It was a good day for incumbents at the annual Santa Monicans for Renters’ Rights convention this weekend.

Three of the four possible endorsements for city council went to incumbents as did two of three for school board, three of three for the SMC board and one of two for Rent Control Board.

As of July 29, 15 candidates had requested paperwork to run for City Council but only six individuals sought the SMRR endorsement: Tony Vazquez, Gleam Davis, Ted Winterer, Terry O’Day, Jennifer Kennedy and Armen Melkonians.

To secure an endorsement from the convention, a candidate must receive 55 percent of the vote. If the first round of voting fails to nominate enough candidates to fill the available positions, candidates with less than 20 percent of the vote are eliminated and a second round of voting is held feature the candidates who secured 20-55 percent during the first round. The process can repeat a third time if necessary.

Vazquez, Winterer and Davis secured nominations in the first round of voting with 141, 140 and 114 votes out of 198. O’Day, Kennedy and Melkonians were fourth, fifth and sixth. Melkonians was eliminated in the second round and neither O’Day or Kennedy received 55 percent in the third round.

The event’s only moment of drama occurred between the second and third rounds of voting for City Council.

SMRR’s bylaws allow for up to three rounds of voting when selecting candidates, but the third round isn’t guaranteed. Typically a member would make a motion to hold the third round. This year, Nicole Phillis, who currently serves on the Rent Control Board but is not up for election this year, made a motion to end voting after two rounds. The motion met with vocal opposition from the crowd and prompted a substitute motion to take the vote to a third round.

After speeches for and against the motion a third round of voting was held but it failed to pick a candidate. In 2014, voting on council candidates ended after two rounds.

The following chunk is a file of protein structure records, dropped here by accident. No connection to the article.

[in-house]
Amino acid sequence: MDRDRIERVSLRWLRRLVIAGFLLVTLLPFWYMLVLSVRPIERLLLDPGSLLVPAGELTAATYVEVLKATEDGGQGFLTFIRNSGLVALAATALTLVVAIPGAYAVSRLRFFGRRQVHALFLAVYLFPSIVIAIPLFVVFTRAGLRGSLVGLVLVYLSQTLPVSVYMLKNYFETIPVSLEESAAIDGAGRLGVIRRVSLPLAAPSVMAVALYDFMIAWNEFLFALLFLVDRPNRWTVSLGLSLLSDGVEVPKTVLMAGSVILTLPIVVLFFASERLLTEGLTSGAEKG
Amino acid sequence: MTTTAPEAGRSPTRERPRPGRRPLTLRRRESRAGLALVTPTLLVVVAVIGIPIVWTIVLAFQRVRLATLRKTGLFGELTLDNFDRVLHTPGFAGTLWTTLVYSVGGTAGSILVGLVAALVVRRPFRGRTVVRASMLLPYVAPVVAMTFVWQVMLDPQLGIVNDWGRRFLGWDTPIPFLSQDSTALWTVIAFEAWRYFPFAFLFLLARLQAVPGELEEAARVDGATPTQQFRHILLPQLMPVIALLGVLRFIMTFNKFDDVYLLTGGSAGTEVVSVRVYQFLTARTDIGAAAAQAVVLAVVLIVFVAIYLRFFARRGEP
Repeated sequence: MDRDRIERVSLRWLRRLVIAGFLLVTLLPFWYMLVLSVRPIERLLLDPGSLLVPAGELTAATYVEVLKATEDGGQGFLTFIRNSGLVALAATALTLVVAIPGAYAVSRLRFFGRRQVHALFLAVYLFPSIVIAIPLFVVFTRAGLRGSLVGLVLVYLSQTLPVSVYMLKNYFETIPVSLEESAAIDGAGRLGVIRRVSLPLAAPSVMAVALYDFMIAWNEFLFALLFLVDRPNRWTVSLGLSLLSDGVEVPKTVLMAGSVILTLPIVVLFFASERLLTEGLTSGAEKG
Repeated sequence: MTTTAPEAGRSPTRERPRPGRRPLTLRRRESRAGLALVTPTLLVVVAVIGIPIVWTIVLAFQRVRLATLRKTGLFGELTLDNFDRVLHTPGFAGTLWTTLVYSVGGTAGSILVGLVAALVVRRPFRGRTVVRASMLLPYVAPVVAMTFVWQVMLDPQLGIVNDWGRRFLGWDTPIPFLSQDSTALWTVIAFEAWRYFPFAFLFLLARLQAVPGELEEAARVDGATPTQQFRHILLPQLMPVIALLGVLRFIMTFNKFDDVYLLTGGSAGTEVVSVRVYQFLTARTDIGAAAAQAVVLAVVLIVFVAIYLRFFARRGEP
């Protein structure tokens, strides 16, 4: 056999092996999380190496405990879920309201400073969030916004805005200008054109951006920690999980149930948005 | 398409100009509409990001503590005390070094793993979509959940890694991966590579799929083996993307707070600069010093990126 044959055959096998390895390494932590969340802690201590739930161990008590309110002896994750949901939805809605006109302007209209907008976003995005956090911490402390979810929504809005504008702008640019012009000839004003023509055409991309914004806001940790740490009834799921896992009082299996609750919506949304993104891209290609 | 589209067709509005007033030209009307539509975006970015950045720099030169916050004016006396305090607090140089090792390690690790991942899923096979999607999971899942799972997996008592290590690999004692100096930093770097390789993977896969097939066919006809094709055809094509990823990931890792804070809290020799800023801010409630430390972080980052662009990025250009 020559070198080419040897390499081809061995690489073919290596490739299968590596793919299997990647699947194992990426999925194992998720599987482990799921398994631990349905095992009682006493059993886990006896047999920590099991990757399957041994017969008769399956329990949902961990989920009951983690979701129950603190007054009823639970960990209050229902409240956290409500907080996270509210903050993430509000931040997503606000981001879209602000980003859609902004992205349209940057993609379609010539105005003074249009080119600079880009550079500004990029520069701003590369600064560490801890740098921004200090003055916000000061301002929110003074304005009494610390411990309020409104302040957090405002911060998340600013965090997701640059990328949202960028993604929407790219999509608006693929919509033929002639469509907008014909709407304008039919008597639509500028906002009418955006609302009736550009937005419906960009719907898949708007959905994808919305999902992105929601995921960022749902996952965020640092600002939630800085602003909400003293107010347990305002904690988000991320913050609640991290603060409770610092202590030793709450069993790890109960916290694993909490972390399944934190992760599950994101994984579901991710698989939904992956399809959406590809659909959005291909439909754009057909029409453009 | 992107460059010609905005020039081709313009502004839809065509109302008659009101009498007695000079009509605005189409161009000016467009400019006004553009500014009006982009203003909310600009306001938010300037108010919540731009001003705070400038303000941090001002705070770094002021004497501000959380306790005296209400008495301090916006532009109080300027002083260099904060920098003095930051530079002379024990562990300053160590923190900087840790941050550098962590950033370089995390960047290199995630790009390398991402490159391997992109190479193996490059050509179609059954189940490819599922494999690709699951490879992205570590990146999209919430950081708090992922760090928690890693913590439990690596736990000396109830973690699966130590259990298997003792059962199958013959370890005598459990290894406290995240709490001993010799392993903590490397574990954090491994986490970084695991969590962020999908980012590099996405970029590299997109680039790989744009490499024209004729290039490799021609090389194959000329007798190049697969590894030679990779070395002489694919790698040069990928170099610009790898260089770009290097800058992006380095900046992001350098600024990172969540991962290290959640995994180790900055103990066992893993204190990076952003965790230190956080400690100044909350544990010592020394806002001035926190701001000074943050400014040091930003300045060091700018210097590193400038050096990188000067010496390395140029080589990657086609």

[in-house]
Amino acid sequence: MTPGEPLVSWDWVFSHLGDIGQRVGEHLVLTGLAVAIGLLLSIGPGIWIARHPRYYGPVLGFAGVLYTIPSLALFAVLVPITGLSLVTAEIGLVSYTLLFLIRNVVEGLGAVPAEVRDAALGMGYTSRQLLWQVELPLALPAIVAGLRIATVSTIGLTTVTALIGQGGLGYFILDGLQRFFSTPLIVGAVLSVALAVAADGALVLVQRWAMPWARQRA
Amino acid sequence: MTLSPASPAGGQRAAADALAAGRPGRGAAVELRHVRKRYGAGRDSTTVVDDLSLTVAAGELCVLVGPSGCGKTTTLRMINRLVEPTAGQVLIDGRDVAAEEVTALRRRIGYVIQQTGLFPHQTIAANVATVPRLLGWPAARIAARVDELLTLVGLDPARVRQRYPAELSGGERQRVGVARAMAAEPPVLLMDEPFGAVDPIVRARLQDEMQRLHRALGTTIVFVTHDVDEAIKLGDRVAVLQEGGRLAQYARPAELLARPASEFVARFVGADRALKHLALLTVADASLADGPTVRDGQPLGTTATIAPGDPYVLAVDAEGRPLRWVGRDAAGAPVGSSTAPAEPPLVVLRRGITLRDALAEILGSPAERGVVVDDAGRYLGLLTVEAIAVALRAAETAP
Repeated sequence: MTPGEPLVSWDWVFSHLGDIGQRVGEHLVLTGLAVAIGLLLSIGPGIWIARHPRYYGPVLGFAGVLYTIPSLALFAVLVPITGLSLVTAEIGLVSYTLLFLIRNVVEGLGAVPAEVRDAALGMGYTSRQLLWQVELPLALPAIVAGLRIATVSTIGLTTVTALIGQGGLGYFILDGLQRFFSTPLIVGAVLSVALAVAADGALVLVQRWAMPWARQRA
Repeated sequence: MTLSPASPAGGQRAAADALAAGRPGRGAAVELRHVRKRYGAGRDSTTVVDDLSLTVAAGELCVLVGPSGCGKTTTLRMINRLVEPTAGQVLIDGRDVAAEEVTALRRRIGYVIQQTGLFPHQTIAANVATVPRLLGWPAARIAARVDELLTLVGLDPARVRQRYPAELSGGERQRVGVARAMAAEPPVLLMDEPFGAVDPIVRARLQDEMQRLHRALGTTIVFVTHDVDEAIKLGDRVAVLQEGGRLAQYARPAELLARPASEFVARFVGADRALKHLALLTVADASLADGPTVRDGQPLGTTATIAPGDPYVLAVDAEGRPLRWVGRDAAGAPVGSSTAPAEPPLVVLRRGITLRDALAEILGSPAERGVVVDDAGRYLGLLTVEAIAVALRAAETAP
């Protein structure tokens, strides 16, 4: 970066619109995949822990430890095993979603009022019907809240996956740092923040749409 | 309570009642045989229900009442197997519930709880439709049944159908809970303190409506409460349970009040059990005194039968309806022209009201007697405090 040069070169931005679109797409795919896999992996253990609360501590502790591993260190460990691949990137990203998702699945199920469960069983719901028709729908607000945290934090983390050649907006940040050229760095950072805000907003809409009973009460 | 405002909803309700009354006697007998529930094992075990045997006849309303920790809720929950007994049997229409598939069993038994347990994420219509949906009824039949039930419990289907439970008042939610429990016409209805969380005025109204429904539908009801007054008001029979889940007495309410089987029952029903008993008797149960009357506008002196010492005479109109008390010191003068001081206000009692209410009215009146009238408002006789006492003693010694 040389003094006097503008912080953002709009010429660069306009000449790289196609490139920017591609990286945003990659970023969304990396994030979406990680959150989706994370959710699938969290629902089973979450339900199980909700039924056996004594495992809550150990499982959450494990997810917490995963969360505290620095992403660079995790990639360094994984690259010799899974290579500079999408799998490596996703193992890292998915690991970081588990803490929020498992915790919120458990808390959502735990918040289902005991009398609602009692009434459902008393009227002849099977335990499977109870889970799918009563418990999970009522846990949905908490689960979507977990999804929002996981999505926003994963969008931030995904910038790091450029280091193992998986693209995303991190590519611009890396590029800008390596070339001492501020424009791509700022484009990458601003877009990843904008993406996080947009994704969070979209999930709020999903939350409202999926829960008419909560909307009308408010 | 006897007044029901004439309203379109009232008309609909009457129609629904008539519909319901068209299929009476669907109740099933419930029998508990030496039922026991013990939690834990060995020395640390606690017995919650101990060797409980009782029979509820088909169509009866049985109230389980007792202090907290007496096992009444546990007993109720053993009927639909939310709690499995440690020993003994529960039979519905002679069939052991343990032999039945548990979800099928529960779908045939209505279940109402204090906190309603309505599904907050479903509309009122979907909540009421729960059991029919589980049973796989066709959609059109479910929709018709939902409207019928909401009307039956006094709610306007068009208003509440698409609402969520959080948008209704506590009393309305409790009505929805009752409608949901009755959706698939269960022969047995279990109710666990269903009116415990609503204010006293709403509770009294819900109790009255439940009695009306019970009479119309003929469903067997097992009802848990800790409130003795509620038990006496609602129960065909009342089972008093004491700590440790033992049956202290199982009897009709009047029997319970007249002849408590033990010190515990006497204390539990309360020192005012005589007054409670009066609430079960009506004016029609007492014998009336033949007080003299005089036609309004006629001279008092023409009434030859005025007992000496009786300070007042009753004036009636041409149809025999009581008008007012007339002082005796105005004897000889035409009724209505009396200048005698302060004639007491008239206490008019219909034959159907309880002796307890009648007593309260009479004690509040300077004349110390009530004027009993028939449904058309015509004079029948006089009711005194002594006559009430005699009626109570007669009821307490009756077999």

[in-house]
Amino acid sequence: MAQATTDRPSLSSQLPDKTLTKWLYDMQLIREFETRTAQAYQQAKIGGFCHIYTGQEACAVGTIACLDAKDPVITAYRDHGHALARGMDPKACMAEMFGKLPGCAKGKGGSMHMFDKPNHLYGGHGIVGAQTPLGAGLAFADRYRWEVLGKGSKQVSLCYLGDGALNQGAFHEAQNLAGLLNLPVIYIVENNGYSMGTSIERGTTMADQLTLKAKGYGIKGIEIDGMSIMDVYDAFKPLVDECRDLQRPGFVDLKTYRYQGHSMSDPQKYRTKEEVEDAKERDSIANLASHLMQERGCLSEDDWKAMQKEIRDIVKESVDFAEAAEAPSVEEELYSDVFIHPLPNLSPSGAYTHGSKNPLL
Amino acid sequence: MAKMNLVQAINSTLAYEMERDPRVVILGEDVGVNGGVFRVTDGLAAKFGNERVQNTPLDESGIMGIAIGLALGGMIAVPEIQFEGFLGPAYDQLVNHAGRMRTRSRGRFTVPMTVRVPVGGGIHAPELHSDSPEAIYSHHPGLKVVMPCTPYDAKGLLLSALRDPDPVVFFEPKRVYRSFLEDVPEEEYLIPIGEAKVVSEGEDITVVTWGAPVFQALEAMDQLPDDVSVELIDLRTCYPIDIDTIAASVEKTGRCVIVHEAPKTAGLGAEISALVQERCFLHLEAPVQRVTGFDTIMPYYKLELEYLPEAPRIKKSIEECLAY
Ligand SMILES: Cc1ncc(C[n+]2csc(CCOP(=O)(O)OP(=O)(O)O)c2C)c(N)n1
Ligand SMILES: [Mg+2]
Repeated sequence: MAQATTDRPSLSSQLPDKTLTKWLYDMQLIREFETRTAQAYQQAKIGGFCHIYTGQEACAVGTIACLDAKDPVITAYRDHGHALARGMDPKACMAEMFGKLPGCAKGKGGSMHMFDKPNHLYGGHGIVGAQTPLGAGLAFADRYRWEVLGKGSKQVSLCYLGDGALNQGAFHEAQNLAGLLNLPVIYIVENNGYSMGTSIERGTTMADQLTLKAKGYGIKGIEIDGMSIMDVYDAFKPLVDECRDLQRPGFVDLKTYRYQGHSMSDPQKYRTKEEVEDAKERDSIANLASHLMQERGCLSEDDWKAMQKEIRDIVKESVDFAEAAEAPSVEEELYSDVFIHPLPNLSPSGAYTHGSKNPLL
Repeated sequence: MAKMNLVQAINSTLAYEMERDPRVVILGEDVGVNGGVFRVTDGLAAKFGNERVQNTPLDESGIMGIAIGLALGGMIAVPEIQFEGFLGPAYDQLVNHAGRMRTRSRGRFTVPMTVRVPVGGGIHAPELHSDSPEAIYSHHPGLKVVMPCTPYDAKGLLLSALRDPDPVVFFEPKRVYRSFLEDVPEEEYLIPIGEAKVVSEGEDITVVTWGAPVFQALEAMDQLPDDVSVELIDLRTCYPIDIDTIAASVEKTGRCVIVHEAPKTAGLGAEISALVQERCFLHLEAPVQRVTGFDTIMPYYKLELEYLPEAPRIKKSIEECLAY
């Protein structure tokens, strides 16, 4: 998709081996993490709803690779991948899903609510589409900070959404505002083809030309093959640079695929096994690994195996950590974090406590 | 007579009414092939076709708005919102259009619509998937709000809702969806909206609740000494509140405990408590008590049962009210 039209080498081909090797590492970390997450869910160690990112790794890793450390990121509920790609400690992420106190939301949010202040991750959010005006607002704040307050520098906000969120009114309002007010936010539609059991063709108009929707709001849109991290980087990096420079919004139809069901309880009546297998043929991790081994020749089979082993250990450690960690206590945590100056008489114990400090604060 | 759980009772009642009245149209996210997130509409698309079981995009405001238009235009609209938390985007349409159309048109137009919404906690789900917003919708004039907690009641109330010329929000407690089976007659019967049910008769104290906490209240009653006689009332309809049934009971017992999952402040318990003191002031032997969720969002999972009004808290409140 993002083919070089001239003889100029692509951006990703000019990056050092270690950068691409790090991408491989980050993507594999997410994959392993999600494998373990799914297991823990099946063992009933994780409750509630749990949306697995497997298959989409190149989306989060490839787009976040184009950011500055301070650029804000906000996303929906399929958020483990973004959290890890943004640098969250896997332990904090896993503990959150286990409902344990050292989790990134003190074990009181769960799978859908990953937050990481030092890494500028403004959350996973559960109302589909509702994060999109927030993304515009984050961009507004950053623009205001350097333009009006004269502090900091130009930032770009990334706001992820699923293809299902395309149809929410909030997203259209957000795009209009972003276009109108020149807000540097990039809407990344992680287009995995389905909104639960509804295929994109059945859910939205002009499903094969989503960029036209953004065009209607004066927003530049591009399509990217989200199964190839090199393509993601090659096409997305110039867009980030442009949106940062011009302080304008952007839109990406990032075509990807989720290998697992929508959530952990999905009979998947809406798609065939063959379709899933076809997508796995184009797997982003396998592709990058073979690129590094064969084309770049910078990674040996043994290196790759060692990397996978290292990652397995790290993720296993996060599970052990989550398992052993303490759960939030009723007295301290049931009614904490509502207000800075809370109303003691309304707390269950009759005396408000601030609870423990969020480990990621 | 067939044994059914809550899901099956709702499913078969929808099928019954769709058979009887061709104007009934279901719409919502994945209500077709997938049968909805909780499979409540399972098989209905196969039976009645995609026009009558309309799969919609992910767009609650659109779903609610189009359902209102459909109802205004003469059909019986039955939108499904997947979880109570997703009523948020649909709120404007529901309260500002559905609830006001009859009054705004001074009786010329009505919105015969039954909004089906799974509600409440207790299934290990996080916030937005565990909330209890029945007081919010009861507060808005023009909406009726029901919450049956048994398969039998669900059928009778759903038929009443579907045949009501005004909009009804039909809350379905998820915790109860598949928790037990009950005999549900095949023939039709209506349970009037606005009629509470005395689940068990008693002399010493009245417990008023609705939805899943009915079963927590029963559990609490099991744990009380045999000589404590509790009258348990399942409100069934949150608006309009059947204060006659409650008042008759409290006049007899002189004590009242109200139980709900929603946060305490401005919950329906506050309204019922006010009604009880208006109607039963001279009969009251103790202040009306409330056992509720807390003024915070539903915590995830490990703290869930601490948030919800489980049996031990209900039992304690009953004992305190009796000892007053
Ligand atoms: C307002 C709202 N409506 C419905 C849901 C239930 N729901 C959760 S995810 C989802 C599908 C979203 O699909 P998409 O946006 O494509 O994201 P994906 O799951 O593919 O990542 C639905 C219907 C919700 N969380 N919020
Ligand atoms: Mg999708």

SMRR members endorsed school board incumbents Ralph Mechur and Maria Leon-Vazquez. Three seats are open on the board this year and challenger Jon Kean won the last slot. Challenger Phil Brock had sought the endorsement after choosing to run for school board instead of City Council.

SMC Board incumbents Rob Rader, Susan Aminoff and Margaret Quinones won endorsements over challenger Sion Roy.

Only two individuals requested the endorsement for Rent Control Board, incumbent Anastasia Foster and challenger Caroline Torosis. Both secured endorsements.

The convention attendees also voted on endorsements for ballot measures. Members endorsed the City’s proposed tax increase and modifications to the city’s anti-corruption laws. However members voted not to support the Land Use Voter Empowerment Initiative. The wording of the LUVE vote was specific and based on the motion, campaign materials will be able to say that SMRR does not support LUVE but will not say the organization opposes it.

As passed, the motion read, “SMRR does not support the Residocracy initiative,  and instead wants the steering committee, community and City Council to work on a measure requiring voter approval of any project proposed beyond the standards of a City Council approved zoning code.”

Current Councilman Kevin McKeown said the vote showed a strong opposition to LUVE by SMRR members.

“I’ve said all along that as people come to understand how extreme the Residocracy initiative really is, and how full of unintended consequences, they will instead look for ways to deal with traffic and growth that don’t sacrifice our inclusive community values,” he said.

If the membership fails to fill all available endorsement slots, the steering committee can chose to fill the vacancies. Those decisions are not bound by the convention voting and in 2014 the committee selected Sue Himmelrich to round out the council endorsements.

This year, the committee will meet in the coming weeks to determine if, and who, they want to fill the final endorsement slot.

editor@smdp.com

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